Incest in Islam


The Qur’an is the primary source of law in Islam. Incest refers to those who are so closely related that they are forbidden to marry and have sexual intercourse as listed in the Qu’ran, Sura Four entitled The Women. The relevant verses are addressed to men and detail exactly which women are unlawful as spouses. The Qur’anic discussion opens by outlawing the pre-Islamic custom that allowed an heir to inherit his stepmother as a wife after his father’s death: “Do not marry women whom your fathers married, except what has already occurred in the past. It was obscene, abhorrent, and an evil practice” (4:22).

This prohibition is followed by a list of all the other women who are unlawful for a man to marry (Qur’an 4:23). First cousins are notably absent from this list. Although many in the West consider first-cousin marriage to be incestuous, it was an accepted pre-Islamic practice; because anyone not expressly prohibited is lawful as a marriage partner (4:24), it is still very popular among Arabs today.

The prohibited categories given in the Qur’an include close blood relatives—mothers, daughters, sisters, aunts, and nieces. These prohibitions are familiar from Western legal and religious traditions. Besides blood, mother’s milk also creates relationships that preclude marriage. Suckling establishes both a mother-child bond between a woman and the children she suckles and a sibling relationship between the children themselves that bars them from marrying each other. In-law and step-relations also may not marry.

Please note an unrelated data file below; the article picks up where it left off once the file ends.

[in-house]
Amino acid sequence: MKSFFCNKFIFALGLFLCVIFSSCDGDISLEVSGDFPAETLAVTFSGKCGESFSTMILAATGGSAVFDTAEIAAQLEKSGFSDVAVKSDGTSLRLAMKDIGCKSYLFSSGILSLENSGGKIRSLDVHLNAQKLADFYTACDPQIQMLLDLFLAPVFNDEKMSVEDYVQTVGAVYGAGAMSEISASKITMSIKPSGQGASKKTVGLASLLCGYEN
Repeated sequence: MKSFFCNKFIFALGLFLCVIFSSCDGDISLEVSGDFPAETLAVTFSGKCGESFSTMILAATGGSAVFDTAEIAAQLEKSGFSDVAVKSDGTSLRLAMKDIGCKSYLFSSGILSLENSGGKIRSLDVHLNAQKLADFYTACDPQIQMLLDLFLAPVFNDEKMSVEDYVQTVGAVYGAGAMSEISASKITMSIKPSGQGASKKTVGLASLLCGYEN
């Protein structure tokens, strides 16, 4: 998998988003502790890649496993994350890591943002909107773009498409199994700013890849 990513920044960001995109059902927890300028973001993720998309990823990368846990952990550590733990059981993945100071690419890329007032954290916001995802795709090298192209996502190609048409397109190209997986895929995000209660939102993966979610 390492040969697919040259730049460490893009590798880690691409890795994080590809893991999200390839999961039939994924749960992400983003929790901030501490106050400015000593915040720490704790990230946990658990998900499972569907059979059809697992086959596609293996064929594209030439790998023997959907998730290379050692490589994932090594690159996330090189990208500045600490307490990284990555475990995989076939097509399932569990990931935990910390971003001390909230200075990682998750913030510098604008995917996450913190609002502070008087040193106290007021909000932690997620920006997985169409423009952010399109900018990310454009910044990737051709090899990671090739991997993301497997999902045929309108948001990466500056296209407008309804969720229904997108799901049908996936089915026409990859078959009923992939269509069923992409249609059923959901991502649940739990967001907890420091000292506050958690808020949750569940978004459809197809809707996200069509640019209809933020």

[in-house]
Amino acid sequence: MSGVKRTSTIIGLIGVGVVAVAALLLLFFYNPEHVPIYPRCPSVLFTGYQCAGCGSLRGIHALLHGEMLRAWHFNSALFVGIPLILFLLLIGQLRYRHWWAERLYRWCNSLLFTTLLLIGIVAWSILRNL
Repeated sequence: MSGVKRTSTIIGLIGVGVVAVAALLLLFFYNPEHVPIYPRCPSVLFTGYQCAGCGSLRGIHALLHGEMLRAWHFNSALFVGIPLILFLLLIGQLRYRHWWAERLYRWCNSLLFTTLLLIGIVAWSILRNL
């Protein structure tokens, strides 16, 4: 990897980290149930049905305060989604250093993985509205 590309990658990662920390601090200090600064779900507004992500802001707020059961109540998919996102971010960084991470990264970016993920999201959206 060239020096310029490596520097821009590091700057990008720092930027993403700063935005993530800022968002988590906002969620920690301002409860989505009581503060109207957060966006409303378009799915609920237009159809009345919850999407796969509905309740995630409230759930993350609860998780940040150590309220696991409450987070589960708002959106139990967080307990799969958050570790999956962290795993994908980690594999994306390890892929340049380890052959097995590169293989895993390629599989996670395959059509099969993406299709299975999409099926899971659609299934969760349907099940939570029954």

The Qur’an forbids a man to marry his wife’s mother, or two sisters at the same time. The prohibition or permissibility of marrying a step-daughter depends on whether the marriage to her mother was consummated. Marriage to a step-daughter is prohibited if the marriage to her mother was consummated, but it is allowed if it was not. The Qur’an also distinguishes between the ex-wives of biological sons and those of adopted sons. Marriage to the former is explicitly prohibited in the Qur’an (4:23), whereas marriage to the latter is explicitly permitted (33:37).

The Qur’anic permission to marry the ex-wives of adopted sons is said to have been revealed in response to a scandal that rocked the early Muslim community when Muhammad married the former wife of his adopted son Zayd—such a marriage was considered incestuous according to pre-Islamic custom, which did not distinguish between an adopted and a biological son. The Qur’an breaks with pre-Islamic ideas of what constitutes incest. It permits marriage between a man and the ex-wife of his adopted son (33:37) because there is no biological connection, and prohibits marriage between a man and his father’s widow (4:22) because of the close biological connection of father and son. These Qur’anic prohibitions and permissions show that Islam defines incest according to an immediate biological relationship established by blood or mother’s milk, or a close in-law or step-relationship.

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